The seventeenth of May is the equivalent of Independence Day in Norway. The country has been in the news recently because of the trial of Anders Breivik, the mass murderer who shot up a youth camp. But on the eve of Syttende Mai, there are other things I would like to remember about my ancestral home.
I was lucky enough to be in Oslo for the marriage of Crown Prince Haakon to his commoner bride, Mette-Marit, in the summer of 2001. Having a royal family at all is something of a statement for Norway, because the country has only had its own royals since attaining independence from Sweden in 1905. Before that, they shared both royalty and government with Sweden and/or Denmark for over five hundred years.
Nowadays, the royal family lives in a palace in the heart of Oslo, set in parkland that is open to the public. Before the wedding, I strolled right up to the front of the palace to join a crowd standing respectfully well back from the facade. Security officers from the Royal Guard strolled back and forth, but the mood was relaxed, almost intimate.
Later, I found a spot in the square opposite the main cathedral to watch the ceremony on a giant screen. Here, security was very much in evidence — not surprising given how many members of the European royalty were present. Yet the officers were friendly with the crowd, joining in the camaraderie I felt all around me. I was clutching a Norwegian flag and a souvenir flag bearing the happy couple’s faces; so was everyone else.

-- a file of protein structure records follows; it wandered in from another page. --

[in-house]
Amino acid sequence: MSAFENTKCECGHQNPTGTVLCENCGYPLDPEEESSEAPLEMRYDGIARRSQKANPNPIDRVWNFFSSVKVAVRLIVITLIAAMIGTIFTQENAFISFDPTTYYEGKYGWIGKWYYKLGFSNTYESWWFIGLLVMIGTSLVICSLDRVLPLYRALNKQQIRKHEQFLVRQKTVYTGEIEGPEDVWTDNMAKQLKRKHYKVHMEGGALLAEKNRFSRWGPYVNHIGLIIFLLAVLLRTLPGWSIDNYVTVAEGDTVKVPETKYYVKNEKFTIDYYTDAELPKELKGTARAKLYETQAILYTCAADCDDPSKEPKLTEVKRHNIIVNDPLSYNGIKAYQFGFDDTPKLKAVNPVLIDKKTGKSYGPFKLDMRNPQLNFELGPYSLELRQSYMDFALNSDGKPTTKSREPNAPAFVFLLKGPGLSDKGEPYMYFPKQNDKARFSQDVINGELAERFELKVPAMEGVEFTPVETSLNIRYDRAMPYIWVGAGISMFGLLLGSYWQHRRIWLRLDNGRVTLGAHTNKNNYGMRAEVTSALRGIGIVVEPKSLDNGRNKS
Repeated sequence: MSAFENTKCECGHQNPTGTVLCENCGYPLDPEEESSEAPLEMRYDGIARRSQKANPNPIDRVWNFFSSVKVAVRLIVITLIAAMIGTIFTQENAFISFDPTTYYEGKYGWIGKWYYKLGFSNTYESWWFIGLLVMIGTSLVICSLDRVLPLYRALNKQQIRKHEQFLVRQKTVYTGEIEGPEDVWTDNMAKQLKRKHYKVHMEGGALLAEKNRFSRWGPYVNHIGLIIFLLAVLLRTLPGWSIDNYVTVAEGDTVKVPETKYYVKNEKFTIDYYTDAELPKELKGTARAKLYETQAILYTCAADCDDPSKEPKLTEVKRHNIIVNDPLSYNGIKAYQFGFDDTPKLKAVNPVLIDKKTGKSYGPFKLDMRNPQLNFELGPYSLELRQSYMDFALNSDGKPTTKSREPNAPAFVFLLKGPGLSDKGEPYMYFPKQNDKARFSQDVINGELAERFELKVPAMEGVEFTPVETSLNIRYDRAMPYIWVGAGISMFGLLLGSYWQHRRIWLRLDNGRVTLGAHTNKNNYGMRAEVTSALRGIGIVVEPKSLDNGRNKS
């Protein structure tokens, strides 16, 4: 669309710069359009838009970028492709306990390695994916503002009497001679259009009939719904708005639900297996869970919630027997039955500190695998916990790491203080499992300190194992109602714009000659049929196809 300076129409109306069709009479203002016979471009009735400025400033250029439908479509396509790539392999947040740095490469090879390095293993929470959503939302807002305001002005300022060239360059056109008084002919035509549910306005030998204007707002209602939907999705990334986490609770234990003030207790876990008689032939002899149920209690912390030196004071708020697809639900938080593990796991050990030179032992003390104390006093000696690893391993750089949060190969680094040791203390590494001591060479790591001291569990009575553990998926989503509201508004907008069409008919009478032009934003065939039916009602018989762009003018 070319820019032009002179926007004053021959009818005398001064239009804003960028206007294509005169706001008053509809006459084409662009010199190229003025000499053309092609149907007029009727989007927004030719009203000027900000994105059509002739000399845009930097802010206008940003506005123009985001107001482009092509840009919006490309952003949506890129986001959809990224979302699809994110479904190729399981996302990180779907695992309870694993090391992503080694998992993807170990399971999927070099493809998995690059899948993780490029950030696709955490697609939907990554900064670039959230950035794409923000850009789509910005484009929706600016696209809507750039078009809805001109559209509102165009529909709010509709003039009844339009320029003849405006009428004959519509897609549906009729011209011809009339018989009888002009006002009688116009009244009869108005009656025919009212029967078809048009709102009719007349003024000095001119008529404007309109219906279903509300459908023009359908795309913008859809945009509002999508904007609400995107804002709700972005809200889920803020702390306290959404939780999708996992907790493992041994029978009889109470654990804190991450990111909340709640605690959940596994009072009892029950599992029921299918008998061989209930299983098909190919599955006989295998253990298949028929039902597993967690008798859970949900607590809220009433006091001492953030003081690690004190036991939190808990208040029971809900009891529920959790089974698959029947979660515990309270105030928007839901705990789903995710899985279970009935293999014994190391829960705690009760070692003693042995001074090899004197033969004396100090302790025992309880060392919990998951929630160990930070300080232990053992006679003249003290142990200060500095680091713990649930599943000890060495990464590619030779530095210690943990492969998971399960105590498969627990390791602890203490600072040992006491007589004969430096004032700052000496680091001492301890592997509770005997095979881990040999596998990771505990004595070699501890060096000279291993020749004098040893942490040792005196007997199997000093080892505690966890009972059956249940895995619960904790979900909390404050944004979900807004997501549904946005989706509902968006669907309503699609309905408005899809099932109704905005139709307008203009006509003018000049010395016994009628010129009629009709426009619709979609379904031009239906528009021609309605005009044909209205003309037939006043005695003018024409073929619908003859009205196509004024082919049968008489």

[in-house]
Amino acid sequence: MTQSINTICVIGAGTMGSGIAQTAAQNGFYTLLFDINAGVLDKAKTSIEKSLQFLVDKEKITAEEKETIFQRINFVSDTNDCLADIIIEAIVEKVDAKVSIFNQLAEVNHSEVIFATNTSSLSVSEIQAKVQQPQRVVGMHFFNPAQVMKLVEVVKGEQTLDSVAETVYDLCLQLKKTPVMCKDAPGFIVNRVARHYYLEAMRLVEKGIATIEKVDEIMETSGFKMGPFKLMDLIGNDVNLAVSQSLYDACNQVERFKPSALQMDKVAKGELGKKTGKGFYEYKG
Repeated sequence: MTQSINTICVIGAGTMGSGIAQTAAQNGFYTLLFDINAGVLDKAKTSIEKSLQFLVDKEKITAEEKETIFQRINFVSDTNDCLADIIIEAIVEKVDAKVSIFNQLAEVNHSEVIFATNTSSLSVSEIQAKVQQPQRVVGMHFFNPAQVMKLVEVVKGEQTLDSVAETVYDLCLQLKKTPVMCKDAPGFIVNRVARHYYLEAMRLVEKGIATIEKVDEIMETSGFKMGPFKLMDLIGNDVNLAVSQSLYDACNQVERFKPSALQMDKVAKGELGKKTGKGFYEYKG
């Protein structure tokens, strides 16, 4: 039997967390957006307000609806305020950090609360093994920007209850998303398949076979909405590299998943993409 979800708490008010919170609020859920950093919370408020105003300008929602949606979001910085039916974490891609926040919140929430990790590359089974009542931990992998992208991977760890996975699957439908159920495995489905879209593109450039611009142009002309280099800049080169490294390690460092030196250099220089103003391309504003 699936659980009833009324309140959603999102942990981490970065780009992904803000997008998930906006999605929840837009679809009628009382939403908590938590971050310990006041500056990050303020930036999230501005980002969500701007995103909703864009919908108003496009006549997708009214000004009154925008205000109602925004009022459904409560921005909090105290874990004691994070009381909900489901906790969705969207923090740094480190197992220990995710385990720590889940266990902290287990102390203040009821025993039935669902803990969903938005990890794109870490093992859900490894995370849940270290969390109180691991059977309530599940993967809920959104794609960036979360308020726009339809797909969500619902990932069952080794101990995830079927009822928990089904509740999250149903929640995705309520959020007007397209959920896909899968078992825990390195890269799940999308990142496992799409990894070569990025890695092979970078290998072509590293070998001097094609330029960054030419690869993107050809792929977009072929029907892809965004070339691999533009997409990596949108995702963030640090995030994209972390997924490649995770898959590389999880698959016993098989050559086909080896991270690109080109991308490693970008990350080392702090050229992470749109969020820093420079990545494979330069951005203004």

When the time came during the ceremony for the couple to say their “I do’s” — or rather, the Norwegian equivalent, which is just “ja” or “yes” — we heard the Crown Prince’s firm voice in response to the priest’s question. His bride hesitated for just an instant before she smiled and said “Ja” in her turn. Outside the cathedral, a square full of people roared an echo: “Ja!” In that moment, I too was Norwegian.
Of course, all that was before 9/11 and the bombings in the London Tube and the rampage in the youth camp. Perhaps my memories are from a lost time of innocence, even for Norway. But I can’t imagine the country has changed that much. The experiences I had during the royal wedding too closely reflect the ones I had while I was simply travelling around the countryside. It’s not a perfect place, but it is one worth celebrating.
Happy Seventeenth of May, Norway!
If you liked this post, you might enjoy the one I wrote about my grandmother.
What do you associate with Norway? Have you been to a place that’s very different from media perceptions of it? What about a place you remember differently from the way it is now?